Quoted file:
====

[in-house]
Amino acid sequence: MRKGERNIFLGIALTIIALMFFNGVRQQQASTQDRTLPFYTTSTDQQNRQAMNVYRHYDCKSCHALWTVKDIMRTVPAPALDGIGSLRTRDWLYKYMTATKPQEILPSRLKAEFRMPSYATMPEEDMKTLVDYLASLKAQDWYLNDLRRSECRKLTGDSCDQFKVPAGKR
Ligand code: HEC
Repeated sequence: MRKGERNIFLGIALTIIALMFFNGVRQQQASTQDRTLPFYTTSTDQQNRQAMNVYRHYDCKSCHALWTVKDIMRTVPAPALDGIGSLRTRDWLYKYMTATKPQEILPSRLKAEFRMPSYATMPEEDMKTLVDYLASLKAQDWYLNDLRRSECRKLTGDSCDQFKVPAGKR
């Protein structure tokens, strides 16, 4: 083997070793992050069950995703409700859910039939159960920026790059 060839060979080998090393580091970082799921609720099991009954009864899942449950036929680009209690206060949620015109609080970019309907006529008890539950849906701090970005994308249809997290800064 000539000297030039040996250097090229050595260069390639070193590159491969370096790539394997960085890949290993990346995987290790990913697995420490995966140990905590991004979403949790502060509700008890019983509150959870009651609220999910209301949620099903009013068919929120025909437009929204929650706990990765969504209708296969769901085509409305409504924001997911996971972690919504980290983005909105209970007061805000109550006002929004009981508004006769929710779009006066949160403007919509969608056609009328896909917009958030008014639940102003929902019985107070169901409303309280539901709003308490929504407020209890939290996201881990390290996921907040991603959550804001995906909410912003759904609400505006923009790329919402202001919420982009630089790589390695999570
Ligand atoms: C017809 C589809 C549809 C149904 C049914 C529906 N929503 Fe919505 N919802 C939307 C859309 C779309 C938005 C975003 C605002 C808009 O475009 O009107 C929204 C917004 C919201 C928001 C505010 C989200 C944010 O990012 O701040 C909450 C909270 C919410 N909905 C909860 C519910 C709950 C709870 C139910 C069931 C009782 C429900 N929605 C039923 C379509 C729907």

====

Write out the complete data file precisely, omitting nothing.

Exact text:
[in-house]
Amino acid sequence: MRKGERNIFLGIALTIIALMFFNGVRQQQASTQDRTLPFYTTSTDQQNRQAMNVYRHYDCKSCHALWTVKDIMRTVPAPALDGIGSLRTRDWLYKYMTATKPQEILPSRLKAEFRMPSYATMPEEDMKTLVDYLASLKAQDWYLNDLRRSECRKLTGDSCDQFKVPAGKR
Ligand code: HEC
Repeated sequence: MRKGERNIFLGIALTIIALMFFNGVRQQQASTQDRTLPFYTTSTDQQNRQAMNVYRHYDCKSCHALWTVKDIMRTVPAPALDGIGSLRTRDWLYKYMTATKPQEILPSRLKAEFRMPSYATMPEEDMKTLVDYLASLKAQDWYLNDLRRSECRKLTGDSCDQFKVPAGKR
């Protein structure tokens, strides 16, 4: 083997070793992050069950995703409700859910039939159960920026790059 060839060979080998090393580091970082799921609720099991009954009864899942449950036929680009209690206060949620015109609080970019309907006529008890539950849906701090970005994308249809997290800064 000539000297030039040996250097090229050595260069390639070193590159491969370096790539394997960085890949290993990346995987290790990913697995420490995966140990905590991004979403949790502060509700008890019983509150959870009651609220999910209301949620099903009013068919929120025909437009929204929650706990990765969504209708296969769901085509409305409504924001997911996971972690919504980290983005909105209970007061805000109550006002929004009981508004006769929710779009006066949160403007919509969608056609009328896909917009958030008014639940102003929902019985107070169901409303309280539901709003308490929504407020209890939290996201881990390290996921907040991603959550804001995906909410912003759904609400505006923009790329919402202001919420982009630089790589390695999570
Ligand atoms: C017809 C589809 C549809 C149904 C049914 C529906 N929503 Fe919505 N919802 C939307 C859309 C779309 C938005 C975003 C605002 C808009 O475009 O009107 C929204 C917004 C919201 C928001 C505010 C989200 C944010 O990012 O701040 C909450 C909270 C919410 N909905 C909860 C519910 C709950 C709870 C139910 C069931 C009782 C429900 N929605 C039923 C379509 C729907």